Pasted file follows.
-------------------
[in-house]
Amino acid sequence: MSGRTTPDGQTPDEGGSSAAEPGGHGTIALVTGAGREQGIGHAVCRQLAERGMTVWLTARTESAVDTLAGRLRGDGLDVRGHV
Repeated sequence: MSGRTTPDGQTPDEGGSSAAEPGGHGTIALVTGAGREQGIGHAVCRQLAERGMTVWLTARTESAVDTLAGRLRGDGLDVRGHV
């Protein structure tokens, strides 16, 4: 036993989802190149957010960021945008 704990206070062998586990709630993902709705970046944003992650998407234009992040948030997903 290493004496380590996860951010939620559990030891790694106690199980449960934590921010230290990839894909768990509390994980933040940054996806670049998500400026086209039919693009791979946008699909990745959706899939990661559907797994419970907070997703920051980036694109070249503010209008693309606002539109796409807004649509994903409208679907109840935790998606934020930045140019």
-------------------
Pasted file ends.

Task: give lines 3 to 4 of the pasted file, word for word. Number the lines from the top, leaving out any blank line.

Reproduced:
Repeated sequence: MSGRTTPDGQTPDEGGSSAAEPGGHGTIALVTGAGREQGIGHAVCRQLAERGMTVWLTARTESAVDTLAGRLRGDGLDVRGHV
């Protein structure tokens, strides 16, 4: 036993989802190149957010960021945008 704990206070062998586990709630993902709705970046944003992650998407234009992040948030997903 290493004496380590996860951010939620559990030891790694106690199980449960934590921010230290990839894909768990509390994980933040940054996806670049998500400026086209039919693009791979946008699909990745959706899939990661559907797994419970907070997703920051980036694109070249503010209008693309606002539109796409807004649509994903409208679907109840935790998606934020930045140019």